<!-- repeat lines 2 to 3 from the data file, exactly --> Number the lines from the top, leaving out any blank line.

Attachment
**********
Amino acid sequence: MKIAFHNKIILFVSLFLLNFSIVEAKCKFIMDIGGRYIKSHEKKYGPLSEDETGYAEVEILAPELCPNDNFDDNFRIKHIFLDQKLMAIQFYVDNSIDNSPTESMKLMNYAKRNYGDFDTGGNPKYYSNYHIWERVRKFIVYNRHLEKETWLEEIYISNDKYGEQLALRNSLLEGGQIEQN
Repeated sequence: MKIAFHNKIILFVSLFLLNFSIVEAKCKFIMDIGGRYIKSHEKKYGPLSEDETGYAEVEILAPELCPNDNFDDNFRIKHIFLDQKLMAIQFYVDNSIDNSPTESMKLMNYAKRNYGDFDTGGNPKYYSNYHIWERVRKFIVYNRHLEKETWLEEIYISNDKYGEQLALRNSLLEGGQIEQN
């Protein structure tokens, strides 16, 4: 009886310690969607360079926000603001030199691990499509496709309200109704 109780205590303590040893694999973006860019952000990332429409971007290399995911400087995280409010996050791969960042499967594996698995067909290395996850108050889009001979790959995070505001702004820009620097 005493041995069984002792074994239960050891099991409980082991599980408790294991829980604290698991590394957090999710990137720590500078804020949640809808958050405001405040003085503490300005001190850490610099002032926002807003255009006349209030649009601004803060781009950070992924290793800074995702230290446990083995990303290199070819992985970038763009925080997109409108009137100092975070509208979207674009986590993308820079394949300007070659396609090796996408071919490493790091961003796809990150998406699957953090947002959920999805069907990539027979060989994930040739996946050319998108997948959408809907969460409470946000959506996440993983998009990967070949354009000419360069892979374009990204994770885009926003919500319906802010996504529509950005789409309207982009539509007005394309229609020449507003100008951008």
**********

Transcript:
Repeated sequence: MKIAFHNKIILFVSLFLLNFSIVEAKCKFIMDIGGRYIKSHEKKYGPLSEDETGYAEVEILAPELCPNDNFDDNFRIKHIFLDQKLMAIQFYVDNSIDNSPTESMKLMNYAKRNYGDFDTGGNPKYYSNYHIWERVRKFIVYNRHLEKETWLEEIYISNDKYGEQLALRNSLLEGGQIEQN
């Protein structure tokens, strides 16, 4: 009886310690969607360079926000603001030199691990499509496709309200109704 109780205590303590040893694999973006860019952000990332429409971007290399995911400087995280409010996050791969960042499967594996698995067909290395996850108050889009001979790959995070505001702004820009620097 005493041995069984002792074994239960050891099991409980082991599980408790294991829980604290698991590394957090999710990137720590500078804020949640809808958050405001405040003085503490300005001190850490610099002032926002807003255009006349209030649009601004803060781009950070992924290793800074995702230290446990083995990303290199070819992985970038763009925080997109409108009137100092975070509208979207674009986590993308820079394949300007070659396609090796996408071919490493790091961003796809990150998406699957953090947002959920999805069907990539027979060989994930040739996946050319998108997948959408809907969460409470946000959506996440993983998009990967070949354009000419360069892979374009990204994770885009926003919500319906802010996504529509950005789409309207982009539509007005394309229609020449507003100008951008």